“Watcha got there? A pig-sticker? Haw! Wait-a-min'it...” The big man's face suddenly changed to confusion. “Where didja say this was? Gondoa? Ne'er heard o' that country,” he mumbled, scratching his bushy chin. Eyes wide, he looked anew at the young man, never giving Peder a chance to talk. “Ya mean I'm not in Kansas anymore?” As soon as the words left his mouth, he slapped his forehead with a large palm. “Darn it, wrong line,” he muttered, glaring up into the trees. 
    Peder's eyes darted up and he heard a giggle. Confused, he squinted trying to see what had caused it, but his peripheral vision caught the movement of the man before him and he returned his focus, jerking the point of his sword level, following the man's every move. The stranger pulled on his gloves and went to the stump where rested his beast.
    “Righty-ho, lad, I must be off. Thot these here woods looked odd, I did. Says I, must've stumbled into one o' those portal-mahickeys ya read in books an' the like. Ne'er imagined 'twould happen to this ol' coffer. Haha! Wait'll the boys hear this tale,” he went on to himself, rubbing his chainsaw tenderly. Mutely, Peder listened, the words jumbling together in his befuddled mind. He stiffened once again as the man starting walking, waving his free hand in the air, looking up and about for something obviously invisible.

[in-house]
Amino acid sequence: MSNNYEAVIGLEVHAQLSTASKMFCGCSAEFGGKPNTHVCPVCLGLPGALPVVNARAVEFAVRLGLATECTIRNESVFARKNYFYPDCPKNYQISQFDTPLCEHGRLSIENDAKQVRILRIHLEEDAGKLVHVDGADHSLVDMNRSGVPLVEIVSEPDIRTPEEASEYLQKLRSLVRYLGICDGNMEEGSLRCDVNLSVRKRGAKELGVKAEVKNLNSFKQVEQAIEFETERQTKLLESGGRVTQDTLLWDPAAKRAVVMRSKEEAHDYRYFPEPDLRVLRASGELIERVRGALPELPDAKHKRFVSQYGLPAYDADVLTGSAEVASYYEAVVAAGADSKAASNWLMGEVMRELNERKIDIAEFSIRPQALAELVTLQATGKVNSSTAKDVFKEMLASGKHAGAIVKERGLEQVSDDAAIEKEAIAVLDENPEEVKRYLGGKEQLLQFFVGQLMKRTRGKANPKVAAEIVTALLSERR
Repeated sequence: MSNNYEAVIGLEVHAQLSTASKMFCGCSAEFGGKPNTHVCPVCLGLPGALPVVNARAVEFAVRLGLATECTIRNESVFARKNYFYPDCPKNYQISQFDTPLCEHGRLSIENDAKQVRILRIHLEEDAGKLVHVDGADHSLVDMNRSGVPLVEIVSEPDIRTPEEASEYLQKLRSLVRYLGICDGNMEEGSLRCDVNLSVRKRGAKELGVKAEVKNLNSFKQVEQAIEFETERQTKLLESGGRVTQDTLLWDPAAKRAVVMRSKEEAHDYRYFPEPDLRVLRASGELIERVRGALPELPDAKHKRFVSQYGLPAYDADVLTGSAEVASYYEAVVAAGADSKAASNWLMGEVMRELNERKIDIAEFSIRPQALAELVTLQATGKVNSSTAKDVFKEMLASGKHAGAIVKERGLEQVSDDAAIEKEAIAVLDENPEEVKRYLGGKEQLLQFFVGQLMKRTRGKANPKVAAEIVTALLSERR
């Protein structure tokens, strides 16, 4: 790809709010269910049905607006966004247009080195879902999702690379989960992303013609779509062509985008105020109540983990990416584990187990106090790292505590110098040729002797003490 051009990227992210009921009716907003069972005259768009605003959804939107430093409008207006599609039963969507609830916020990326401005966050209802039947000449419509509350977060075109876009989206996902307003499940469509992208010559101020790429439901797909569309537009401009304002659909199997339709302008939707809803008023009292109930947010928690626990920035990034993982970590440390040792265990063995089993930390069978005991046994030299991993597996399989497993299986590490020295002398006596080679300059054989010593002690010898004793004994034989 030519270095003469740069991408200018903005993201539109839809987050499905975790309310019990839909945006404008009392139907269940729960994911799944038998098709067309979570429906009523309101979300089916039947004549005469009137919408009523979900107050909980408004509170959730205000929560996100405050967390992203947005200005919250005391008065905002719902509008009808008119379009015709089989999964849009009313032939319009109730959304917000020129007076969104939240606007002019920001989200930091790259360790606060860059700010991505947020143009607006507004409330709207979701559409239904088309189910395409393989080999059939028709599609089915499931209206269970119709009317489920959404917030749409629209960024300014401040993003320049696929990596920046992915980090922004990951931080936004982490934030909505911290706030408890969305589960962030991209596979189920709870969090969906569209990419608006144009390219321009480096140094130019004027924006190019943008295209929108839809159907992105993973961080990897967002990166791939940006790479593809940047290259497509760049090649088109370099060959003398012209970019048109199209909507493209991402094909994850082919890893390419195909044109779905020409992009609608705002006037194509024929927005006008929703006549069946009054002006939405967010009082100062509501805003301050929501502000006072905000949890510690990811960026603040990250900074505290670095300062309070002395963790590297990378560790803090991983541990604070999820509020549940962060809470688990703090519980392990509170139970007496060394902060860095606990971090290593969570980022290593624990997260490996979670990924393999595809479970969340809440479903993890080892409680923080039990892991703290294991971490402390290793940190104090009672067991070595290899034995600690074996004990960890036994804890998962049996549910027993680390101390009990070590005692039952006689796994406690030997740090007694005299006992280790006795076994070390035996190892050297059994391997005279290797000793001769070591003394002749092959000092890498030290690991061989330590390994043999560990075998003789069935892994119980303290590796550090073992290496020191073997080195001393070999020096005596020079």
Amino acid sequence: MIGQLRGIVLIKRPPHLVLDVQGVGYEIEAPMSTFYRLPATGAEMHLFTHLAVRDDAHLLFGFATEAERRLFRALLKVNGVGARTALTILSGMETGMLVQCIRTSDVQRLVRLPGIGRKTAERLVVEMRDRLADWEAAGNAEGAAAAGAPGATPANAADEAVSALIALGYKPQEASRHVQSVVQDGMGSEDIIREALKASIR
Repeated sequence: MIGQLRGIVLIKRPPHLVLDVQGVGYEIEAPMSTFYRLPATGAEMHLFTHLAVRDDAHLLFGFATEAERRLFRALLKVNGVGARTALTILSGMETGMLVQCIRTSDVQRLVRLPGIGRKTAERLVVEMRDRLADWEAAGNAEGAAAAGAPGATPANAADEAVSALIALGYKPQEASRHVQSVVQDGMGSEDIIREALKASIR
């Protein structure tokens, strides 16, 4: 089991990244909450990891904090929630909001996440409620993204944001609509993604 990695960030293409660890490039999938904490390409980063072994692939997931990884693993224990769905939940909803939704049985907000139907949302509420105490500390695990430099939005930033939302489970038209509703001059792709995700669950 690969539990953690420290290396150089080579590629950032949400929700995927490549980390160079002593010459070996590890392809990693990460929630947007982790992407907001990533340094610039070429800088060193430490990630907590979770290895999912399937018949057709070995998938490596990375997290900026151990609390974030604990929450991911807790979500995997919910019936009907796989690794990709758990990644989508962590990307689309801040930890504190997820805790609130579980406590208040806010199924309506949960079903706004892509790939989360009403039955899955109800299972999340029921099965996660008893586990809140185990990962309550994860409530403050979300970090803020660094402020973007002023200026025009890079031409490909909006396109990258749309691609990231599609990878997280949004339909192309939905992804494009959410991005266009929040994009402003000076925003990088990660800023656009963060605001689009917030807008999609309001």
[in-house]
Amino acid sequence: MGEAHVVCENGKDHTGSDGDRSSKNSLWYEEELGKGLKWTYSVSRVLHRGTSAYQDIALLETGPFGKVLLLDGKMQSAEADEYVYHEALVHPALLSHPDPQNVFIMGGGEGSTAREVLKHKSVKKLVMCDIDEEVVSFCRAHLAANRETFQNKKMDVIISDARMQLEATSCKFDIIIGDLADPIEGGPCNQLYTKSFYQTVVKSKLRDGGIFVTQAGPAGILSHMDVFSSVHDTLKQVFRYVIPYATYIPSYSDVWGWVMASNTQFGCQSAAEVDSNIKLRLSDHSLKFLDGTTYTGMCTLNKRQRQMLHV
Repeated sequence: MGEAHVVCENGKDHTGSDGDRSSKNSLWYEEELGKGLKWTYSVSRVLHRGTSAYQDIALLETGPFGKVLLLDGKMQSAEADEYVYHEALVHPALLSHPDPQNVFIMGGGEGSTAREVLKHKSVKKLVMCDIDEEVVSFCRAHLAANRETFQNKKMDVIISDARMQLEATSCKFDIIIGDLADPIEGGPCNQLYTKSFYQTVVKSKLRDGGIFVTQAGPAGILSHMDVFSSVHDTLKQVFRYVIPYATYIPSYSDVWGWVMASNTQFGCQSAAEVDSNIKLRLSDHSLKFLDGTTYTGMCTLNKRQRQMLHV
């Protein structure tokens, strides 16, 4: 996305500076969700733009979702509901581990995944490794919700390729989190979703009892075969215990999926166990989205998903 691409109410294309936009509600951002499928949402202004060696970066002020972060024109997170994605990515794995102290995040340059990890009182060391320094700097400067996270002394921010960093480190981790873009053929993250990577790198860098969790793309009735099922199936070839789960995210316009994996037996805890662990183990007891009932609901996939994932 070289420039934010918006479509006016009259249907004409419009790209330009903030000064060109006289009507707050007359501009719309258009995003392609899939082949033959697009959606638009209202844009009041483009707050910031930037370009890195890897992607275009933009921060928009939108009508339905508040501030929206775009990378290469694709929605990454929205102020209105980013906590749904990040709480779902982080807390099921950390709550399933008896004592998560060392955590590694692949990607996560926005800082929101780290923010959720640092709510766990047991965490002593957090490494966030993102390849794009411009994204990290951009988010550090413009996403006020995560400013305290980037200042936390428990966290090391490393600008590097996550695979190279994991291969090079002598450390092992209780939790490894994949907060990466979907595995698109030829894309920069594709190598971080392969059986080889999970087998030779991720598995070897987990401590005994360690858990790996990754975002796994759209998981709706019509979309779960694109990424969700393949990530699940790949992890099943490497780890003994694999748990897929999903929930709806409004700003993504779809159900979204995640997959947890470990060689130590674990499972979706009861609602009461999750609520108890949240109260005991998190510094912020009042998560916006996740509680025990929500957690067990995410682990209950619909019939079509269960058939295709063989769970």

“Now, where did it go? Gotta be here somewhere... Ah! Here yew are, yew ol'–” The man's words were cut off and he vanished with a faint poof!.
    Peder couldn't stop his jaw dropping wide open, nor his eyes as they widened in disbelief. With sword still trained to where the man had vanished, he forced his feet to make a slow circle.
    Only the fallen tree and himself now occupied the immediate area. The surrounding trees seemed to stand as still as ever, innocently laughing at him.
    Darkness was almost complete, the light from the happy blaze glowing twenty feet away being the only source for as far as you could see. He let out a breath and started toward it, knowing the warmth of its reality would be a welcome sight.